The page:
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This is how SULF contributes to the global development of research

“The entire time, intensive work is underway concerning how we can get the most and the best out of research … “

Lars-Åke Lööv, 2:e vice ordförande i SULF
2nd Deputy Chair of SULF


The problems facing humanity know no boundaries. We all know that economic crises, social unrest or epidemics do not care very much about national boundaries. Neither do the trends that influence research and higher education. Virtually everyone agrees that research and higher education are fundamental to society. Whether you ask governments, international organisations or enterprises, they are all deeply convinced that if there was only enough education and research in their field, it would grow strong and the future would be bright. Ideally, this research should of course be carried out on exactly the issues they are interested in and students should be educated to fit into their specific business interests, right now. The entire time, intensive work is underway concerning how we can get the most and the best out of research and higher education.

Despite its differences, the academic world’s problems appear peculiarly similar around the world. Everywhere there are problems with precarious employment conditions, lack of connection between research and education, lack of academic freedom, larger student groups and increasing time pressure on researchers and academics. SULF actively participates in international cooperation on higher education and research in order to be where new ideas appear and where policies on research and higher education are made. We are not there as an audience either, we sit alongside governments and international organisations around the table to discuss how to get the very best education and the most innovative research. Our platform for this work is our colleagues around the world and our common world organization Education International (EI). SULF actively participates by representing EI, for example in the social dialogue between employers and trade unions in the academic world in Europe, in the working groups that drive the Bologna Process forward and with the EU Commission’s modernisation agenda for higher education.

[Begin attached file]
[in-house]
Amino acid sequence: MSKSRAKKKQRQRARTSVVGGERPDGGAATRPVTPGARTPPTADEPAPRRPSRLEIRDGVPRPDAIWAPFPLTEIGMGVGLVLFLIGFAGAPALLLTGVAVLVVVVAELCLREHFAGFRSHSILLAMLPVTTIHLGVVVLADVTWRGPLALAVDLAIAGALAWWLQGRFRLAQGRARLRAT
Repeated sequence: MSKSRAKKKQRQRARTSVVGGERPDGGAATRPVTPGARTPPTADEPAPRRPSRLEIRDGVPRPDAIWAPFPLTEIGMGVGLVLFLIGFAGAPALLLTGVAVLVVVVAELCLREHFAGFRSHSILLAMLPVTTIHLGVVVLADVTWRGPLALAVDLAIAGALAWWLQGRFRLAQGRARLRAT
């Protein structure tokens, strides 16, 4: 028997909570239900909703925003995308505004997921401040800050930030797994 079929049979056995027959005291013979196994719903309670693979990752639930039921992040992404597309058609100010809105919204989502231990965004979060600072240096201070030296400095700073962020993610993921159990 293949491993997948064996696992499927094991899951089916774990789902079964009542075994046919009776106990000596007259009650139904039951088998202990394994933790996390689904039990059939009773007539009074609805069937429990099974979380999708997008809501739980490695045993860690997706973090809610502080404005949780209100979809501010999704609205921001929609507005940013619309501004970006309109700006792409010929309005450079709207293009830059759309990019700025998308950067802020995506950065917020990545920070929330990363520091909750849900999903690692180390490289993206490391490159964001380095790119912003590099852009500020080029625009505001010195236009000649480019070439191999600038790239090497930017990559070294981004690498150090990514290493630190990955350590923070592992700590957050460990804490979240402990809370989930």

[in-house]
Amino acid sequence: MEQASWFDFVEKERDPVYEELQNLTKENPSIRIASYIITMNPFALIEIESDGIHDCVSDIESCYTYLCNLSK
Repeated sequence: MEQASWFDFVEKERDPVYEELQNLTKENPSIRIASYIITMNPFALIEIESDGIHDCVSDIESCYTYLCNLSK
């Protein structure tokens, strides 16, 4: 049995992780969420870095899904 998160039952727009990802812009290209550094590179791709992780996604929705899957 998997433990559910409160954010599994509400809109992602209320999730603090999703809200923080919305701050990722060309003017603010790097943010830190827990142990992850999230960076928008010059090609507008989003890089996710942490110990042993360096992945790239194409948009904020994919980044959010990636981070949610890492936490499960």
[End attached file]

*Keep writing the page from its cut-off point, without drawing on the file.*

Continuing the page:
Many of the individuals involved in these discussions have little experience of how universities work and why collegial decision-making and academic freedom are so important. So if you are wondering why the Yerevan Communiqué (the recent agreement on higher education between education ministers in Europe) contains formulations stating that ministers have committed themselves to supporting university teachers’ right to academic freedom, why the new European guidelines for quality assurance emphasise the connection between research and education by encouraging scientific activity by teachers or why gender equality is a strong theme in the social dialogue, you should know that it is because we and our colleagues were there.  And we made a difference. If we had not been there, short-term economic interests would have exerted an even greater impact in terms of the direction of research and higher education being reduced to a question of the employability of the individual, rather than something that contributes to society’s wellbeing.

Cooperation with other countries’ unions strengthens academic freedom, helps achieve good working conditions and the professional autonomy of university teachers and researchers worldwide. Through our international participation and commitment, SULF contributes to the global development of research and higher education. Moreover, the union is also well positioned as concerns educational and scientific policy and labour trends in Sweden.

Lars-Åke Lööv
2nd Deputy Chair of SULF



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